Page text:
Apart from the business model, the leadership model of an organisation is the most critical factor in deciding the success of a company.
This is because leaders make decisions about the people, culture, infrastructure, expenditure, strategy and many others.
More importantly, it will affect how decisions are made – especially when dealing with people and culture. So, how does one choose the right leadership model for his or her organisation?
Just like how a business model fulfills a market need, a leadership model fulfills an organisational need.
In other words, what does the organisation need to move it forward? This is dependent on three things:
i. Type of industry
Certain industries which are fast-paced require a leadership model that enables key leaders to make quick decisions.
In such cases, autocratic models would be better suited as opposed to a consensus-driven model. Sitting down and having multiple meetings to discuss would effectively give the competitive advantage to competitors.
ii. Hierarchy of the organisation
If an organisation has been around for a long time, the chances are that there are layers of red tape and bureaucracy.
The best way to keep employees engaged is through a democratic model where they are involved in decision-making, but the leader still has a final say.
iii. Geography of the organisation
If an organisation is spread across a number of locations around the world, then a laissez-faire model would be a better fit.
This means that leaders provide little input and then delegate the power to managers and employees.
The highly successful Apple Retail stores follow this model where sales specialists and geniuses (yes that’s their job titles) are given the freedom to make the right decision to make the customer feel special.
As such, there is no limit as to how long a sales specialist can talk to a customer, even when the customer decides not to buy anything.
Secondly, we need to know our target market. Our target market is the people who make up the organisation.
Are they young or old, open-minded or legalistic, new in the company or experienced with the way it functions?
If you are to influence the people in the organisation, the leadership model and the engagement approach must be chosen carefully.
We need to understand the way different generations work, such as Baby Boomers, Gen-X, and Gen-Y.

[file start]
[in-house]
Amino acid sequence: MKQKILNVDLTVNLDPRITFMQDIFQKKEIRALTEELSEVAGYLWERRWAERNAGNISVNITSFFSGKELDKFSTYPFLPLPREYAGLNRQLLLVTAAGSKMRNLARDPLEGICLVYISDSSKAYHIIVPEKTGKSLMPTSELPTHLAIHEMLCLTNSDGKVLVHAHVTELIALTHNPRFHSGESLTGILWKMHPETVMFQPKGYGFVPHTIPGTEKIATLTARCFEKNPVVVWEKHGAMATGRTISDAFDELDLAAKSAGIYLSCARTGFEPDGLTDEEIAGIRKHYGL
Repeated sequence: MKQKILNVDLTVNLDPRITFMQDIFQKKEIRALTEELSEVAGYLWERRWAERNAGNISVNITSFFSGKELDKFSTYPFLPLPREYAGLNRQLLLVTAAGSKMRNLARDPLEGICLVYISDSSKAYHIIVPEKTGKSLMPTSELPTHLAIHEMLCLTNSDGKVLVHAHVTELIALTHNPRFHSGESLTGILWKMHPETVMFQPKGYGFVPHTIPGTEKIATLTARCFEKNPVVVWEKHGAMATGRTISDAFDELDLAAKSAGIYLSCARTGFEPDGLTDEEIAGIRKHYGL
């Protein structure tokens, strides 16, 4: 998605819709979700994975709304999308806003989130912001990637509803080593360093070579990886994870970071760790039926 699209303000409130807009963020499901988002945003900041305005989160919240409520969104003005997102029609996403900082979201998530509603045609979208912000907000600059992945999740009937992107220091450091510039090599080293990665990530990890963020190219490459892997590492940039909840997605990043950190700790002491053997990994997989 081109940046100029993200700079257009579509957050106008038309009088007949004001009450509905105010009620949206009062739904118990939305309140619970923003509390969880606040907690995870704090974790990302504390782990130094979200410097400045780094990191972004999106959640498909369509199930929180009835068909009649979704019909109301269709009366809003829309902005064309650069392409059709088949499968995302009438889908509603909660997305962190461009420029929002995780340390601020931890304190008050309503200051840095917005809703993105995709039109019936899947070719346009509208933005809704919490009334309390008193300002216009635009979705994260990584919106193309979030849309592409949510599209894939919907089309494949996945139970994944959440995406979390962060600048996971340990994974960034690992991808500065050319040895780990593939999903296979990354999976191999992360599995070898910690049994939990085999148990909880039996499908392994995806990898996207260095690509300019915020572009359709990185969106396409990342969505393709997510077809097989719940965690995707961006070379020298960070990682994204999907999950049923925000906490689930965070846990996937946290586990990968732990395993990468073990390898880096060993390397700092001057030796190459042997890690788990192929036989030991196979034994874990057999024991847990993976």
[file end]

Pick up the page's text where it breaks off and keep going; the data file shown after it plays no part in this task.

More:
For older generations, the leadership model needs to be more structured with an emphasis on seniority, experience and seriousness.
For the younger generation it’s all about approachability and openness of a leader. A leader must also be seen as being fun and energetic.
This has nothing to do with the age of a leader. As you can see, leaders such as Sir Richard Branson can easily trump many young leaders with his energy and leadership style.
Self-awareness of leaders
Finally, the most important thing is to understand ourselves as a leader. We need to be aware of behavioural traits, strengths, weaknesses and competencies.
As much as we might want to follow the latest leadership model or the one that our business mentors use, this can lead to detrimental effects. Among other things:
i. People in the organisation will see us as being fake and untrustworthy
This is because the way we portray ourselves in private does not match with the way we portray ourselves in public. People will make the assumption that we are putting on a show.
ii. We will feel uncomfortable and this will affect decision-making
An example is if we are non-confrontational. Using an autocratic model would only force us to make difficult decisions.
More often than not, there is also a higher level of conflict which we would rather avoid based on our character.
At the end of the day, the three most important things in deciding the leadership model for an organisation are its needs, the target market and how self-aware we are as leaders.
While there are lots of models out there, keeping the model aligned to the above would more likely see the leadership model succeed in its objectives.
More often than not, we will arrive at a hybrid model and it may change as we grow as leaders.
Andrew Lau is the head of Leaderonomics Campus. He can be reached at firstname.lastname@example.org.